Our thanks to the Derby
Evening Telegraph for permission to reproduce the
||John Roberts considers
himself fortunate to have survived a rare genetic
condition which claimed the lives of both his mother
and his son. Doctors then discovered that he had
familial adenomatous polyposis. Natalie Murphy reports.
Family photographs in John Roberts'
living room show how much his relatives look alike despite
being generations apart.
Snaps of the 65-year-old as a boy and
photographs of his son, George, at about the same age
would be almost indistinguishable if it was not for
the clue of one of them being sepia-coloured.
But it is not just looks that run in
A genetic disorder claimed Mr Roberts'
mother, May, in 1970, when she was 59.
George died when he was just 12.
Mr Roberts and his brother also have
the condition, known as familial adenomatous polyposis.
"My mother died of cancer but
we didn't really know much about it at the time,"
said Mr Roberts, of Clinton Street, Derby.
"Then, in 1985, my brother, Edwin,
became ill and he was diagnosed with FAP.
"They put two and two together
and decided that's what my mother had.
"They looked at me and decided
I was clear at the time, but then, in 1992, my son,
George, became poorly. "He was six-and-a-half years
George needed to have a liver transplant
because of a complication with the disorder and the
bad news came as Mr Roberts himself was also diagnosed
as having the disorder, which causes polyps, or growths,
in the bowel.
He refused to have any treatment until
George recovered from his operation.
"I didn't even let them look at
me until he had his transplant and we knew he was well,"
George , pictured right, died from
liver cancer in 1998. "The transplant gave him
five good years," said Mr Roberts.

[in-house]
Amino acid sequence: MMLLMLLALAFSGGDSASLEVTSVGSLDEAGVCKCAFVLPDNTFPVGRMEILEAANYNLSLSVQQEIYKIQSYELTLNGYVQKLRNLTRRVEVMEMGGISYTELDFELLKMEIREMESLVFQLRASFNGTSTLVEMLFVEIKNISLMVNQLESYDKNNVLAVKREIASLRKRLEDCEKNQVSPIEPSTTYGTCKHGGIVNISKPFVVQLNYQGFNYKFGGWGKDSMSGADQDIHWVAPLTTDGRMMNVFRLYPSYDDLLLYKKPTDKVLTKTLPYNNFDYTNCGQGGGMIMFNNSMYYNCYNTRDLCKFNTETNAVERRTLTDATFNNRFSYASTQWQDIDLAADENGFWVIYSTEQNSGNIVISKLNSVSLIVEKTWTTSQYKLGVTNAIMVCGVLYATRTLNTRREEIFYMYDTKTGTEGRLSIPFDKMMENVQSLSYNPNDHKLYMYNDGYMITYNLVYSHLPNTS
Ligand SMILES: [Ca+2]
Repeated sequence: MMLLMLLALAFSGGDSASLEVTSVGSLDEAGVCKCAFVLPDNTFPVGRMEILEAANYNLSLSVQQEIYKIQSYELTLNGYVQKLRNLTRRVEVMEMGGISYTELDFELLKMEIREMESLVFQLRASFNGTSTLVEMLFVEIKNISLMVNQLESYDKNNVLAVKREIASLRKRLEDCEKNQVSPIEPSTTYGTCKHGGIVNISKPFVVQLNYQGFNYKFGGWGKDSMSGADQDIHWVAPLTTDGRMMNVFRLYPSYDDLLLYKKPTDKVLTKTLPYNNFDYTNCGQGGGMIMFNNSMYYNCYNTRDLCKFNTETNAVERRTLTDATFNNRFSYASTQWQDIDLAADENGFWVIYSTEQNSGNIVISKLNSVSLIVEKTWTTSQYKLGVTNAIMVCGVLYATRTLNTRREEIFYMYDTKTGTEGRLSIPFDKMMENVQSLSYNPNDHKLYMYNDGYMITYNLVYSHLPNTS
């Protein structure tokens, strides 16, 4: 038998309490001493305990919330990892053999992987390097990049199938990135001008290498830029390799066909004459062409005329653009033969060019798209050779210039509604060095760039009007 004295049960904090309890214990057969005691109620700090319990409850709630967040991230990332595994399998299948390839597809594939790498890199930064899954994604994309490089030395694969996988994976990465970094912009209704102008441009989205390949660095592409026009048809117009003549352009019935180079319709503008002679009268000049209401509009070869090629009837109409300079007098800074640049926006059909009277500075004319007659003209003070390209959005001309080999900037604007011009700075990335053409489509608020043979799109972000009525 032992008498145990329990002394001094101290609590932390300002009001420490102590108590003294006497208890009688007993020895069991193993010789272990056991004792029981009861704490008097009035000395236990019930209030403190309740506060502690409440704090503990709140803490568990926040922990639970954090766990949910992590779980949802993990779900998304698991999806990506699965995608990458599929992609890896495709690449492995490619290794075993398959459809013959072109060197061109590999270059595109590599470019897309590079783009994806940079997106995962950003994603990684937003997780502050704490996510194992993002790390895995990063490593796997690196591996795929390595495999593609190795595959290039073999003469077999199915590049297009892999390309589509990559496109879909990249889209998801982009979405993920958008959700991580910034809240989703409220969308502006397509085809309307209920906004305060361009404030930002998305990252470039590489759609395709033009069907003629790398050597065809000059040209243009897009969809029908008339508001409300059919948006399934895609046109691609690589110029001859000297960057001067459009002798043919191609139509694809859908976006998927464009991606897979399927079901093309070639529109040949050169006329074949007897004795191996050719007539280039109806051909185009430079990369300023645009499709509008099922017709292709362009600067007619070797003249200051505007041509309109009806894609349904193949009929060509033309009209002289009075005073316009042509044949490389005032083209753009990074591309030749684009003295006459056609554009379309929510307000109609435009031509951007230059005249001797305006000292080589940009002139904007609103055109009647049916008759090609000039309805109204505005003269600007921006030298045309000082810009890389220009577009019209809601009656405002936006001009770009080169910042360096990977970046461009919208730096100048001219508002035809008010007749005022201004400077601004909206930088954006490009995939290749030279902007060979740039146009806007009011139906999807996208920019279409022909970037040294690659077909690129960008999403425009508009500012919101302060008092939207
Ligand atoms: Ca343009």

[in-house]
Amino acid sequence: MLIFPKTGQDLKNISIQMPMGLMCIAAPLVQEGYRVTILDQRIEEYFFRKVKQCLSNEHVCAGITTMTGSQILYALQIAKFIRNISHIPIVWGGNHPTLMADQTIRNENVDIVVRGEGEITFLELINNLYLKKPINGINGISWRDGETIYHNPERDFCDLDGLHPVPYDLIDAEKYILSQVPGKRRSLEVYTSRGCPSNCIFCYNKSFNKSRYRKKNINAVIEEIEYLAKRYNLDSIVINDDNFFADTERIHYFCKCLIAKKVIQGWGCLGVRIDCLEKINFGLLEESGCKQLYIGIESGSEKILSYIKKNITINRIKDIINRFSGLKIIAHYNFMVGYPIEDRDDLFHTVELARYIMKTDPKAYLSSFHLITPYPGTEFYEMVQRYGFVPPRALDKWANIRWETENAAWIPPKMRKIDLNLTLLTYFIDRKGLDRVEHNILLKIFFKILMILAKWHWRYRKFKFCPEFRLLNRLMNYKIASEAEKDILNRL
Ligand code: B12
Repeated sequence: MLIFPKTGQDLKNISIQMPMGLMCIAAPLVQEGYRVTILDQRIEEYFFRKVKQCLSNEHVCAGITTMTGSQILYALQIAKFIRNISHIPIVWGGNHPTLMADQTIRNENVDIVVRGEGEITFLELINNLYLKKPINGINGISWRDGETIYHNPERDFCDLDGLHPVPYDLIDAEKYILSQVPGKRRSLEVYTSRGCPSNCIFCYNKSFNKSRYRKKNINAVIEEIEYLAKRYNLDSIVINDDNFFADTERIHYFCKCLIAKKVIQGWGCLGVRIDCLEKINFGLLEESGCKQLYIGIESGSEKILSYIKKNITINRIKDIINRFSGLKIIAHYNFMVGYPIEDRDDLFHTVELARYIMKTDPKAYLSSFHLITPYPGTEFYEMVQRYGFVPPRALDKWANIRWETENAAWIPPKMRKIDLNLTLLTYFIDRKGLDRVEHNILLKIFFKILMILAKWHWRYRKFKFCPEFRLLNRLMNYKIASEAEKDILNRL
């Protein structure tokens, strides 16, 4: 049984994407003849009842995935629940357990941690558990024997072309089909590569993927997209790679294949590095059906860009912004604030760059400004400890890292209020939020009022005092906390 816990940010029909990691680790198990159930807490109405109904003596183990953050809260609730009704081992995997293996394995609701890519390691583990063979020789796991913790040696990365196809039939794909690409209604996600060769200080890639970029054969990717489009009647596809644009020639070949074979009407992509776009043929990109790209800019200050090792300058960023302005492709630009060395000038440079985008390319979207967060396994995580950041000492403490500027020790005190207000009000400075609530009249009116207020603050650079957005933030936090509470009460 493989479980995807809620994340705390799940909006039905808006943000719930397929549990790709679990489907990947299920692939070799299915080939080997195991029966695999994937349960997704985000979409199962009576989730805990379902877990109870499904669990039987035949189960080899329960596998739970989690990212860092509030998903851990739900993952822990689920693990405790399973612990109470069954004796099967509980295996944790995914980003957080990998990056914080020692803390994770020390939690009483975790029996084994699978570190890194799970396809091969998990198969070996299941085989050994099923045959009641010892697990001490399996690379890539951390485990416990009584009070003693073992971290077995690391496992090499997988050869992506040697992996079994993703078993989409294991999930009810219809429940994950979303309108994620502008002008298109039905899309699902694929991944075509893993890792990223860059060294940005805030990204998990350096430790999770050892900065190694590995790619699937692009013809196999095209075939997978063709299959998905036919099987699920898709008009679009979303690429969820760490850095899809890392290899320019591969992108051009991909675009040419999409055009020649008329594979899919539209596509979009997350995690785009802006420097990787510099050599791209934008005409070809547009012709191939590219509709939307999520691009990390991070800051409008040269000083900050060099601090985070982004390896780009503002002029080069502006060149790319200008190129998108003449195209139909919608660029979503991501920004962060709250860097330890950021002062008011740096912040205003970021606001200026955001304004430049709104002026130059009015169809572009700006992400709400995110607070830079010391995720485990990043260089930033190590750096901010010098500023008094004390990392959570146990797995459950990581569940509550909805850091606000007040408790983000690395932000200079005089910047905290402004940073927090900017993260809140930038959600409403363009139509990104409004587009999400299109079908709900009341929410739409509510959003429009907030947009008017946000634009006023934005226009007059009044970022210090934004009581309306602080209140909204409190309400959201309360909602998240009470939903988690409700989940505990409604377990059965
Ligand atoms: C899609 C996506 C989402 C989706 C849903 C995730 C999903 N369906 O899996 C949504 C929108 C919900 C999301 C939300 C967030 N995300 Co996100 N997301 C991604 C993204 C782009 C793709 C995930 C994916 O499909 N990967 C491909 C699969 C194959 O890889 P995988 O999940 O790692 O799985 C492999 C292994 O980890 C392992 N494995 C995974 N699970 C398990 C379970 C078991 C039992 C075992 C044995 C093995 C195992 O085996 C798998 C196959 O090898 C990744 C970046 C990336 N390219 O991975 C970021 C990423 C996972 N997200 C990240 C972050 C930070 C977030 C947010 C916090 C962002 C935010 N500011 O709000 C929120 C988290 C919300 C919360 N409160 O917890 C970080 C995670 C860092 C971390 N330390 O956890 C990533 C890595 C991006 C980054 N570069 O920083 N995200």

Although he felt healthy, Mr Roberts
faced a major operation in 1993 in a bid to prevent
him developing cancer.
"I had my bowel removed,"
explained Mr Roberts.
"If there have been two other
people in the family who have had these symptoms and
there are more than 100 polyps in the large bowel, there's
a 99.5 per cent chance of one of those polyps developing
into bowel cancer.
"It's likely to happen between
the ages of 25 and 40, so I was very lucky because I
wasn't found to have FAP until I was 52.
"I'm still being screened every
year for the bowel and every two years for the stomach.
Other than tiredness, I'm quite well with it but some
people have extra sets of teeth growing, spots on the
retina and bony growths."
Mr Roberts has now organised an information
day for other sufferers and their families. It takes
place on Saturday, March 31, at Swarkestone Sailing
Club and families from across the country will be attending.
"It's to give people with FAP
the chance to meet others which, in the past. has been
a rare opportunity," said Mr Roberts. "I don't
know anybody else within 10 miles, other than family,
with the condition".
Registration costs £5, including
lunch, and there will be a programme of speakers. For
more information, call Mr Roberts on 07730 144185.